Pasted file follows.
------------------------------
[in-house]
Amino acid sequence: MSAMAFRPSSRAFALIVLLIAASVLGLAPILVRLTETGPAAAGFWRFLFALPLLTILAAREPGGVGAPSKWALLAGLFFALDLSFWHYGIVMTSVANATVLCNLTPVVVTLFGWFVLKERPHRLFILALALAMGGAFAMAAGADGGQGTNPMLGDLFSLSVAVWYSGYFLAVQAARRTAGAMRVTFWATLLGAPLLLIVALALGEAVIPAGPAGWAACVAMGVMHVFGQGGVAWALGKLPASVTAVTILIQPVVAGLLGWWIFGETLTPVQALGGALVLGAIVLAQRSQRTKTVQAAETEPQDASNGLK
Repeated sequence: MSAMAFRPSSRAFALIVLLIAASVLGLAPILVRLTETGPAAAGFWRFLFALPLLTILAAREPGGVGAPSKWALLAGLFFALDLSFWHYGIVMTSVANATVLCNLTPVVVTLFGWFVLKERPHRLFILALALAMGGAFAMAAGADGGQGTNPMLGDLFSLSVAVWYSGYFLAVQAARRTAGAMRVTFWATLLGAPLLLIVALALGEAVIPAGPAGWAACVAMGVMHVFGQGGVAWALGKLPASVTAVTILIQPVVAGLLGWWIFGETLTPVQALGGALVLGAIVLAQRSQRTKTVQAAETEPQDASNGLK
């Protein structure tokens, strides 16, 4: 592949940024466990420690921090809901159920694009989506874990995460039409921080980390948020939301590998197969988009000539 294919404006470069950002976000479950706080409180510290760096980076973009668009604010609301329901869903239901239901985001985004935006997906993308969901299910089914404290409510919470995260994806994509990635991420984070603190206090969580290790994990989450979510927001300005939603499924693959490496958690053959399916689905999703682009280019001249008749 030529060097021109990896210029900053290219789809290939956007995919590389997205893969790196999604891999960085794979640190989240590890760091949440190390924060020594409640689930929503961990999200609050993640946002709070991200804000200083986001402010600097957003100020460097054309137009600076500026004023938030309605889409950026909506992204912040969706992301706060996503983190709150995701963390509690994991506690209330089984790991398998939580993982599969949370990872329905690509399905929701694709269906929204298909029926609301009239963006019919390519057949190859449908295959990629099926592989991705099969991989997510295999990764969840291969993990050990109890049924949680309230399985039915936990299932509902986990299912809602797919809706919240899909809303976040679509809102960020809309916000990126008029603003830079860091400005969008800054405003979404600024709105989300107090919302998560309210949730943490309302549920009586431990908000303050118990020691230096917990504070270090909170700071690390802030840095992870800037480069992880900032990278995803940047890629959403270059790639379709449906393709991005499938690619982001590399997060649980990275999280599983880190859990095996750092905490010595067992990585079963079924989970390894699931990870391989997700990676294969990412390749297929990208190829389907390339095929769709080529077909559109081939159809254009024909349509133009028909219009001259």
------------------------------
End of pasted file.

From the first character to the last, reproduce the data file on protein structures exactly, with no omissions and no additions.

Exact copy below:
[in-house]
Amino acid sequence: MSAMAFRPSSRAFALIVLLIAASVLGLAPILVRLTETGPAAAGFWRFLFALPLLTILAAREPGGVGAPSKWALLAGLFFALDLSFWHYGIVMTSVANATVLCNLTPVVVTLFGWFVLKERPHRLFILALALAMGGAFAMAAGADGGQGTNPMLGDLFSLSVAVWYSGYFLAVQAARRTAGAMRVTFWATLLGAPLLLIVALALGEAVIPAGPAGWAACVAMGVMHVFGQGGVAWALGKLPASVTAVTILIQPVVAGLLGWWIFGETLTPVQALGGALVLGAIVLAQRSQRTKTVQAAETEPQDASNGLK
Repeated sequence: MSAMAFRPSSRAFALIVLLIAASVLGLAPILVRLTETGPAAAGFWRFLFALPLLTILAAREPGGVGAPSKWALLAGLFFALDLSFWHYGIVMTSVANATVLCNLTPVVVTLFGWFVLKERPHRLFILALALAMGGAFAMAAGADGGQGTNPMLGDLFSLSVAVWYSGYFLAVQAARRTAGAMRVTFWATLLGAPLLLIVALALGEAVIPAGPAGWAACVAMGVMHVFGQGGVAWALGKLPASVTAVTILIQPVVAGLLGWWIFGETLTPVQALGGALVLGAIVLAQRSQRTKTVQAAETEPQDASNGLK
């Protein structure tokens, strides 16, 4: 592949940024466990420690921090809901159920694009989506874990995460039409921080980390948020939301590998197969988009000539 294919404006470069950002976000479950706080409180510290760096980076973009668009604010609301329901869903239901239901985001985004935006997906993308969901299910089914404290409510919470995260994806994509990635991420984070603190206090969580290790994990989450979510927001300005939603499924693959490496958690053959399916689905999703682009280019001249008749 030529060097021109990896210029900053290219789809290939956007995919590389997205893969790196999604891999960085794979640190989240590890760091949440190390924060020594409640689930929503961990999200609050993640946002709070991200804000200083986001402010600097957003100020460097054309137009600076500026004023938030309605889409950026909506992204912040969706992301706060996503983190709150995701963390509690994991506690209330089984790991398998939580993982599969949370990872329905690509399905929701694709269906929204298909029926609301009239963006019919390519057949190859449908295959990629099926592989991705099969991989997510295999990764969840291969993990050990109890049924949680309230399985039915936990299932509902986990299912809602797919809706919240899909809303976040679509809102960020809309916000990126008029603003830079860091400005969008800054405003979404600024709105989300107090919302998560309210949730943490309302549920009586431990908000303050118990020691230096917990504070270090909170700071690390802030840095992870800037480069992880900032990278995803940047890629959403270059790639379709449906393709991005499938690619982001590399997060649980990275999280599983880190859990095996750092905490010595067992990585079963079924989970390894699931990870391989997700990676294969990412390749297929990208190829389907390339095929769709080529077909559109081939159809254009024909349509133009028909219009001259």